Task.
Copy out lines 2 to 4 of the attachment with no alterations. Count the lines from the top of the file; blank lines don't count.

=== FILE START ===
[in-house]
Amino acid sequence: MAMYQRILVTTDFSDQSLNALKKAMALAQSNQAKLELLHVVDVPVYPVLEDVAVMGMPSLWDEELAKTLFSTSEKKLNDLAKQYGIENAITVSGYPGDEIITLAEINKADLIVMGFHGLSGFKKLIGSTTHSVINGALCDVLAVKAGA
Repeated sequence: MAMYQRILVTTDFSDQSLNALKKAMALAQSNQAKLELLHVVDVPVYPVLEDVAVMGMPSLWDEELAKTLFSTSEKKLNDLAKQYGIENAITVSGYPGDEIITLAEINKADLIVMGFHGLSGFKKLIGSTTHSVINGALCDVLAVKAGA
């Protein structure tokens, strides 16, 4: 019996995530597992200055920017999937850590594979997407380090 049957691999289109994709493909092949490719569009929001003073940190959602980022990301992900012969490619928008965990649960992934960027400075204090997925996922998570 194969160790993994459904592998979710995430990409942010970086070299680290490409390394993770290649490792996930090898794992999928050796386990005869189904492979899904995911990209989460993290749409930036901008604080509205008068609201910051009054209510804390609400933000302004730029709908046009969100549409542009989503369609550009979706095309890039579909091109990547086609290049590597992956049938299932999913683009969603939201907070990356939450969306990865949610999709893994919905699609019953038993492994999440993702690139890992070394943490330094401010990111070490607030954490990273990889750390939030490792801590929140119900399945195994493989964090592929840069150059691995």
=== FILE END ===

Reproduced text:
Amino acid sequence: MAMYQRILVTTDFSDQSLNALKKAMALAQSNQAKLELLHVVDVPVYPVLEDVAVMGMPSLWDEELAKTLFSTSEKKLNDLAKQYGIENAITVSGYPGDEIITLAEINKADLIVMGFHGLSGFKKLIGSTTHSVINGALCDVLAVKAGA
Repeated sequence: MAMYQRILVTTDFSDQSLNALKKAMALAQSNQAKLELLHVVDVPVYPVLEDVAVMGMPSLWDEELAKTLFSTSEKKLNDLAKQYGIENAITVSGYPGDEIITLAEINKADLIVMGFHGLSGFKKLIGSTTHSVINGALCDVLAVKAGA
């Protein structure tokens, strides 16, 4: 019996995530597992200055920017999937850590594979997407380090 049957691999289109994709493909092949490719569009929001003073940190959602980022990301992900012969490619928008965990649960992934960027400075204090997925996922998570 194969160790993994459904592998979710995430990409942010970086070299680290490409390394993770290649490792996930090898794992999928050796386990005869189904492979899904995911990209989460993290749409930036901008604080509205008068609201910051009054209510804390609400933000302004730029709908046009969100549409542009989503369609550009979706095309890039579909091109990547086609290049590597992956049938299932999913683009969603939201907070990356939450969306990865949610999709893994919905699609019953038993492994999440993702690139890992070394943490330094401010990111070490607030954490990273990889750390939030490792801590929140119900399945195994493989964090592929840069150059691995």